After the warrant was obtained, Hansen and Bryant were taken to room 241 and Means to room 242. Room 242 was searched and bags containing cocaine were found. All three men were then formally arrested. The agents then announced their intention to search Means and he responded by removing several plastic bags of cocaine from his boots. Bryant was thereafter searched in room 241 and more than $30,000 was found inside his socks and under his trousers.
In addition to Hansen's denial that he consented to any searches, testimony presented by various defense witnesses indicated that the curtains in room 242 were closed, and that Means and Bryant were detained several hours before being advised of their rights. A motel employee also testified that when he was going to room 243
in response to a complaint from a nearby room that the television in that room was too loud, one of the DEA agents asked him to look for a black briefcase while he was in the room. He reported back to the agent that no briefcase was seen. 1a This search was subsequent to the search of room 241 and prior to the search of room 242, but it was not established that the search of room 243 was prior to the alleged observation of the drugs in room 242.
DEFENDANTS' RIGHT TO CHALLENGE THE SEARCHES AND SEIZURES
(a) The contentions of the parties and the district court's ruling
One seriously contested issue on appeal is that of defendants' "standing" 2 to claim Fourth Amendment violations. Although the Government did not raise the issue of standing in the district court, both sides argued the issue on appeal. As suggested to us, we awaited the decisions by the Supreme Court in Rawlings v. Kentucky, 448 U.S. 98, 100 S.Ct. 2556, 65 L.Ed.2d 633, and United States v. Salvucci, 448 U.S. 83, 100 S.Ct. 2547, 65 L.Ed.2d 619. Supplemental briefs discussing Rawlings and Salvucci have subsequently been filed.
The Government contends that any claim by the defendants of "automatic standing" is no longer tenable in light of Salvucci and that the "automatic standing" rule of Jones v. United States, 362 U.S. 257, 80 S.Ct. 725, 4 L.Ed.2d 697, has been abandoned. (Supplemental Brief of the Government at 6). We agree that Salvucci abandoned the "automatic standing" rule of Jones and need not treat defendants' arguments on the applicability of the rule to this case.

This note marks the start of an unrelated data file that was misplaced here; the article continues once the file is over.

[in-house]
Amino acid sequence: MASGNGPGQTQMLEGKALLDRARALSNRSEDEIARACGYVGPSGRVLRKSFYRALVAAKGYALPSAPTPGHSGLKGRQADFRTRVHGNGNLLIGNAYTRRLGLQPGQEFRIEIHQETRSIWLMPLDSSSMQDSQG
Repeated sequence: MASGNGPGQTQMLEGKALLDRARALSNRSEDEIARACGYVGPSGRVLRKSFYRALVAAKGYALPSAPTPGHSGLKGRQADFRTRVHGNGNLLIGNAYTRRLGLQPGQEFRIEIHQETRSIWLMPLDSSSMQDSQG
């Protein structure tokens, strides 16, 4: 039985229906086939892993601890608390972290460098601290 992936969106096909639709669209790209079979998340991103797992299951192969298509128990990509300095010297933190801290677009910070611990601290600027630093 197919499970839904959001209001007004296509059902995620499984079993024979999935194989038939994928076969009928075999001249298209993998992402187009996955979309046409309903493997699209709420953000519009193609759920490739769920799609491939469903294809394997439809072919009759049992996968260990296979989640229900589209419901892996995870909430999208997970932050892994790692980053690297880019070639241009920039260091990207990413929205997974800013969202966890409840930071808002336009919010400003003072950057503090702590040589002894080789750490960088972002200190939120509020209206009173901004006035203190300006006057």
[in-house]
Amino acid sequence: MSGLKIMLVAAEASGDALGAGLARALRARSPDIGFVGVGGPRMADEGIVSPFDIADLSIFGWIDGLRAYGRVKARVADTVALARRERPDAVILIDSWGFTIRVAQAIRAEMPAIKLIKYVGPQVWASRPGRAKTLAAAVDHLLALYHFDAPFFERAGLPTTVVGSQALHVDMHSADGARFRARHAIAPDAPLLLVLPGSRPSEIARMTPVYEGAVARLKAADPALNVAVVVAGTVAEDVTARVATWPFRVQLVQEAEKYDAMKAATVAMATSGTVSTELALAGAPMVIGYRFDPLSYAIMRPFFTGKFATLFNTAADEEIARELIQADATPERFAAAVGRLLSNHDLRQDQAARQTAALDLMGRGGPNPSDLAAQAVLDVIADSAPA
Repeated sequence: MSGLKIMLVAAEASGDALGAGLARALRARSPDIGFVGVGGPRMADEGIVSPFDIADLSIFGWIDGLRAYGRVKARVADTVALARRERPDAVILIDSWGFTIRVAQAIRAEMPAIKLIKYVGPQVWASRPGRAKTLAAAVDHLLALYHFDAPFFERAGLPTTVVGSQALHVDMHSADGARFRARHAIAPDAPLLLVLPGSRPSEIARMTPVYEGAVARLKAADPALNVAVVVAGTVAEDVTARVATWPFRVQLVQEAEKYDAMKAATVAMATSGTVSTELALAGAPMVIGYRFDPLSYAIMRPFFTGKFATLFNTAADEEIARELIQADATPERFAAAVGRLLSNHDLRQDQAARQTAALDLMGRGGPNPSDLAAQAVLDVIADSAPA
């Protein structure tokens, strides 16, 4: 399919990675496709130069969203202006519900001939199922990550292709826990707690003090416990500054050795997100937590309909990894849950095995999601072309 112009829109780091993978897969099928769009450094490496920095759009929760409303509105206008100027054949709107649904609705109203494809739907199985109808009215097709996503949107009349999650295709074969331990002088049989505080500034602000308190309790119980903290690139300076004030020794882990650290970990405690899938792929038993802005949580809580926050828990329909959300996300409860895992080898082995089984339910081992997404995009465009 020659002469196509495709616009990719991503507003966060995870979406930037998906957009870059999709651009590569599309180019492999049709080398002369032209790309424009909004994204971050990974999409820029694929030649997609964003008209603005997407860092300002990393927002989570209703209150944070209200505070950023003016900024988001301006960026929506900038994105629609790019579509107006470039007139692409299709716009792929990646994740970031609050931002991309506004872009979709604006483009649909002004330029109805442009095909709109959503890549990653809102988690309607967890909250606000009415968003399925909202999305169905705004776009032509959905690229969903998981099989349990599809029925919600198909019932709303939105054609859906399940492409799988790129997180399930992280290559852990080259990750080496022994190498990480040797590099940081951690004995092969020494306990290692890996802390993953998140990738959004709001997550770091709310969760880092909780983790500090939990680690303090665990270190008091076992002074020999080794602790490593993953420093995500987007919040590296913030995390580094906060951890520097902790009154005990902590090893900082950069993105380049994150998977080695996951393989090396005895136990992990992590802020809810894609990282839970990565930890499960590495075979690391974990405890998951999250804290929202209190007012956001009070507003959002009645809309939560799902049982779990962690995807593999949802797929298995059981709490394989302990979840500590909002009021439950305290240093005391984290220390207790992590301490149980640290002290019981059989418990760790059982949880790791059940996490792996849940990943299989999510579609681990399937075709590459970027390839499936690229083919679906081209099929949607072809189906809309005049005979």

The Government further says that the district court erroneously suppressed as to all defendants all evidence seized in the searches of motel rooms 241 and 242 and in the personal searches of Hansen, Means and Bryant. It argues that this ruling was contrary to accepted principles regarding standing to contest alleged Fourth Amendment violations. According to the Government, a party seeking to suppress evidence on Fourth Amendment grounds must affirmatively demonstrate that he had a legitimate expectation of privacy in the area searched or a possessory or proprietary interest in the evidence seized. (Brief of the Government 13-15). It says that none of the defendants claimed any possessory or proprietary interest in any of the items seized, nor did they demonstrate a legitimate expectation of privacy in the motel rooms in which the other defendants were registered. Because the burden of establishing such interests is on the defendants, the Government says that their failure to do so precludes the remedy of suppression. (Supplemental Brief of the Government 3-4).
The Government also contends that it is entitled to raise this issue on appeal in spite of this court's decision in United States v. Ford, 525 F.2d 1308 (10th Cir.), in which we declined to consider the issue of standing because the Government had not raised the issue in the district court. It argues that subsequent to Ford the Supreme Court in Rakas v. Illinois, 439 U.S. 128, 99 S.Ct. 421, 58 L.Ed.2d 387, made clear that standing is not a separate issue distinct from the substantive Fourth Amendment claim. Consequently, the defendants' failure to establish standing constitutes a failure to meet their
burden of showing that their Fourth Amendment rights were violated. (Supplemental Brief of the Government 4-5). The Government adds that in any case, standing is a question of law that may be raised for the first time on appeal. (Brief of Government, 13 n. 1 and Supplemental Brief 5).
Defendant Hansen responds that under Salvucci and Rawlings he is entitled to claim the benefits of the exclusionary rule if his own Fourth Amendment rights, as demonstrated by a possessory interest in the item seized and a reasonable expectation of privacy in the area searched, were violated. Hansen says that even the Government does not contest the finding that his Fourth Amendment rights were violated. Therefore, Hansen says that because the search of his motel room (room 241) and of his person were illegal, the court correctly applied the principles of Wong Sun v...